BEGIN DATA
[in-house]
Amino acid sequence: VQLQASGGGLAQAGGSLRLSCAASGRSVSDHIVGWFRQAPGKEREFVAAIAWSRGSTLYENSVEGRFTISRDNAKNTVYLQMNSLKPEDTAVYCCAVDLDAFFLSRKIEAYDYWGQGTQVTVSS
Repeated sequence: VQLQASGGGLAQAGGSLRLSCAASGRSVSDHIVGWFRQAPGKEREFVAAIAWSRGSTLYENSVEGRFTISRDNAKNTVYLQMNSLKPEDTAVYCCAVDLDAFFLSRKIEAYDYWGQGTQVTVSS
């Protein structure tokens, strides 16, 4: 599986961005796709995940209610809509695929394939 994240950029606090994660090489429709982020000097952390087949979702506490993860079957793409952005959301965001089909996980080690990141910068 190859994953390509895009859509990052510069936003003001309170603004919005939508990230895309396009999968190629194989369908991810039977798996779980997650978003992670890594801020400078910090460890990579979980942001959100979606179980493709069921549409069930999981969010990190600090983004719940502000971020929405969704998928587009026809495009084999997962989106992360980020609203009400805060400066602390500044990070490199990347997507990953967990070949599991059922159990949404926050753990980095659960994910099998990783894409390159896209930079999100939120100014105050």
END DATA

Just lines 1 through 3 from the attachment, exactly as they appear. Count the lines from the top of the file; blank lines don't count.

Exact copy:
[in-house]
Amino acid sequence: VQLQASGGGLAQAGGSLRLSCAASGRSVSDHIVGWFRQAPGKEREFVAAIAWSRGSTLYENSVEGRFTISRDNAKNTVYLQMNSLKPEDTAVYCCAVDLDAFFLSRKIEAYDYWGQGTQVTVSS
Repeated sequence: VQLQASGGGLAQAGGSLRLSCAASGRSVSDHIVGWFRQAPGKEREFVAAIAWSRGSTLYENSVEGRFTISRDNAKNTVYLQMNSLKPEDTAVYCCAVDLDAFFLSRKIEAYDYWGQGTQVTVSS